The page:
Over the last six or seven years, the emphasis in the US has been shifting to quality of teaching which the Australian Productivity Commission draft report duly notes. Some US researchers suggest savings may be as high as $60 billion if class size restrictions are loosened and teacher quality pursued.

Data from Australia and elsewhere shows that quality of teaching is not directly related to level of teacher education. Rather, the key appears to be having specialised skills in early learning derived from specialised training. One Australian study found that six month certificate trained practitioners were apparently as effective as degree-qualified practitioners without specific early learning training.

Leading Brookings scholar Russ Whitehurst argued before the US Congress recently that it is not a question of whether the US federal government supports early childhood but how it supports it. He pointed out to Congress that that:

  1. The federal government spends a disproportional amount on early learning programs relative to other levels of education.
  2. It was not getting its money’s worth.
  3. The impact on children of differences in teacher quality is larger than the impact of differences in the centres they attend (code for class size and teacher qualifications).
  4. We should not focus on early learning as the yardstick for measuring the value of public expenditure on children and that learning is not totally determined by “hard” measurement (i.e. socialisation is an important aspect of childcare and early learning).

Several Australian researchers are cautioning about governments becoming mired in measurement-oriented regulation reminiscent of the scientific management theories of the 1950’s and 60’s propounded by the now discredited Frederick Taylor given its emphasis on class size mandatories and form completion. Preschools have been overwhelmed with regulation since the changes made under the Rudd government and they appear to be putting the capacity for a centre to deliver and capacity for parents to pay beyond of both stakeholders. This then places an even greater burden on government to fund the cost of these recent mandatories.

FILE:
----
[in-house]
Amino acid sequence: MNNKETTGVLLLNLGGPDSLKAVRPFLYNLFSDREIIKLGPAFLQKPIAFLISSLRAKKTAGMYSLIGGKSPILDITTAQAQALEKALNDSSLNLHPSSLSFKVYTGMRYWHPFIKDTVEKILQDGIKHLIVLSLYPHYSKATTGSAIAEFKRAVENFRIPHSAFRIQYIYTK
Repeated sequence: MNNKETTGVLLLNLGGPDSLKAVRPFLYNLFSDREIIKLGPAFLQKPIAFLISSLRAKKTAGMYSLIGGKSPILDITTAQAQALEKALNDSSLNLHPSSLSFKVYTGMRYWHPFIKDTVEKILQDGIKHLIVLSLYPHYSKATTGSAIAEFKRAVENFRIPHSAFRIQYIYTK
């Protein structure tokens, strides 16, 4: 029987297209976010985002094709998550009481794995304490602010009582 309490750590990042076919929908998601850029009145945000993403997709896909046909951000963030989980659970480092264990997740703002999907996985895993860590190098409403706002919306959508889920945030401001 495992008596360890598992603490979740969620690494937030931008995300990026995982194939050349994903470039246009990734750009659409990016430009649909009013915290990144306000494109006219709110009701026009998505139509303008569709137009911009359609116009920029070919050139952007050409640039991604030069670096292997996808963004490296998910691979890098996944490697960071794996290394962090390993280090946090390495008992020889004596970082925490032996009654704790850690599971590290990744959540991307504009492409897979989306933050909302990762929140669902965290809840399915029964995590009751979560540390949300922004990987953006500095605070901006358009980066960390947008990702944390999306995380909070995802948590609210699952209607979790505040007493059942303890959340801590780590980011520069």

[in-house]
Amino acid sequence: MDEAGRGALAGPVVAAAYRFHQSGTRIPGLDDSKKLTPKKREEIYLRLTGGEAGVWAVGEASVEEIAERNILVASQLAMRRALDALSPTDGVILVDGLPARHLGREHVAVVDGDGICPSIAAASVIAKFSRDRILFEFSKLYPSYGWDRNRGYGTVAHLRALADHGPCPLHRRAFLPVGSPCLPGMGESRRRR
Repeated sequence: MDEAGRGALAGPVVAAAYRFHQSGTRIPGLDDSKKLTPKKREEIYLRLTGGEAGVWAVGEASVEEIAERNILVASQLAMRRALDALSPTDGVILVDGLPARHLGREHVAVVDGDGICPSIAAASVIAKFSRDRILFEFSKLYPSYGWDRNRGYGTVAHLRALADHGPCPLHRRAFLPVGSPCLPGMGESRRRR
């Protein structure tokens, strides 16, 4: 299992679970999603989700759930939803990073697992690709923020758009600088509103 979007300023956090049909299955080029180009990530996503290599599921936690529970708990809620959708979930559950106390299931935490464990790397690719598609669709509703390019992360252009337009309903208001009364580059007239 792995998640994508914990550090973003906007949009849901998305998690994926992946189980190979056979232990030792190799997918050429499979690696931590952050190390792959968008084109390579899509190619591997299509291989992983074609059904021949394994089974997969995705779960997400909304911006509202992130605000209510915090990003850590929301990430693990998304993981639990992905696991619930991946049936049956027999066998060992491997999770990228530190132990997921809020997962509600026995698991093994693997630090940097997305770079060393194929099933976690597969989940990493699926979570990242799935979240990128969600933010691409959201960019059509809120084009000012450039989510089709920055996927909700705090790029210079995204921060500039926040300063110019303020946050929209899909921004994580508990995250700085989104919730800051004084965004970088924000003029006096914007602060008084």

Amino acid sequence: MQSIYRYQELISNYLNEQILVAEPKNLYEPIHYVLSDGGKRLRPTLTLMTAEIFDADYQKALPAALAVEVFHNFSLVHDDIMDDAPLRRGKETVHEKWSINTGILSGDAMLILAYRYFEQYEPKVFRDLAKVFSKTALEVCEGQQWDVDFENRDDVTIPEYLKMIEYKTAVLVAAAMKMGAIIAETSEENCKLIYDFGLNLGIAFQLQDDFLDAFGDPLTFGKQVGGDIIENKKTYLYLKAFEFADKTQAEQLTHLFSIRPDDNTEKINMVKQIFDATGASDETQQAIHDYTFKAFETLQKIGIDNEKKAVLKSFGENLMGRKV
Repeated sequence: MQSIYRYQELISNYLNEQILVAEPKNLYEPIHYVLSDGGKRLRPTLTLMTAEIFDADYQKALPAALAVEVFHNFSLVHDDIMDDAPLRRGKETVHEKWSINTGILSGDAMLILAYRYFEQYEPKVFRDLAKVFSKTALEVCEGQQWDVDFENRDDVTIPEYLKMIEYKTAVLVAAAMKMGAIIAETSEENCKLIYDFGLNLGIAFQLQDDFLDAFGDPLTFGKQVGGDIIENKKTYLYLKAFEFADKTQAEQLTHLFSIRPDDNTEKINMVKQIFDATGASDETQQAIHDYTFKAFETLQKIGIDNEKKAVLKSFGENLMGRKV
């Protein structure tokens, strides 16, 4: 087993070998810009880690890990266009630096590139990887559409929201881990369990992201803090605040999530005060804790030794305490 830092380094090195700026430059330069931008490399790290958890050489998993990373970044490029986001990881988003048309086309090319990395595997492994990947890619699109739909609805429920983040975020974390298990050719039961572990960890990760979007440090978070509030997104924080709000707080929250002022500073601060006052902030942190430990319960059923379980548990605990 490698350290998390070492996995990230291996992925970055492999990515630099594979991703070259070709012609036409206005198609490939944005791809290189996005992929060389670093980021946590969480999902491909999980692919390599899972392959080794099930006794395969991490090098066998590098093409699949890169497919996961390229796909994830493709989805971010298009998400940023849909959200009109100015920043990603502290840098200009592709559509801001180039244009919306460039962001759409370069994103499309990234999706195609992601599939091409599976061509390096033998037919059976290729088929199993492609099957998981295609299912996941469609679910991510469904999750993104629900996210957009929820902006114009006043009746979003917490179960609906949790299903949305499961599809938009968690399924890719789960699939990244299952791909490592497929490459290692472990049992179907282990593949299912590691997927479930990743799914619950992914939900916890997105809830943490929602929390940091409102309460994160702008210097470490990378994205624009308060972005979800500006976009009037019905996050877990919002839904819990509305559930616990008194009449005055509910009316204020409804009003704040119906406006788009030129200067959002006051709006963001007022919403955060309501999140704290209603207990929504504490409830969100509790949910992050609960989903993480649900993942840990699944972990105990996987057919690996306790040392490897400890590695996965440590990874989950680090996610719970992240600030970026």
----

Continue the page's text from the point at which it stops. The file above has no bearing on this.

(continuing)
Victorian experience shows that pre-school class sizes of fifteen  4 -5 year olds per staff member (50% larger than NSW) delivered no less an outcome in subsequent Year 3 tests than that achieved in NSW where class sizes were only 10. The cost implications for this difference are massive and the savings by reverting to the Victorian standard prior to these changes would also be massive.

And there are other savings to be made on the basis of the evidence presented in the Wilson paper. Degree trained teachers who did not have a preschool early learning major were shown to deliver poorer Year 3 test outcomes than those specifically trained in preschool learning - whether 2 year diploma or degree level and in many instances, degree trained practitioners were no more effective than certificate trained teachers.

It is worth considering the idea that those with degrees outside of the area of early learning should be required to complete at least a six month certificate and ideally two year diploma in the subject to be confident that they can be effective or equally as effective as those with this background.

It might also be possible that some high quality, highly experienced diploma trained practitioners may lose out to recent university trained graduates with little or no childcare or even general teaching experience should present NQF standards be enforced without regard for the their potential to enable unjustified enforced discrimination.

Whereas more research would provide further confirmation of these conclusions, steps can be taken immediately to cut costs as well as the burden of excessive regulation and its policing. It is possible that the reporting system can simplified to once a week online that can be processed in real time by the relevant educational bodies. Child care practitioners we know appear willing to assist government in the implementation of worthwhile amendments and provide the necessary input to produce realistic cost saving estimates in relation to a reconfiguration of class size and degree qualified quotas.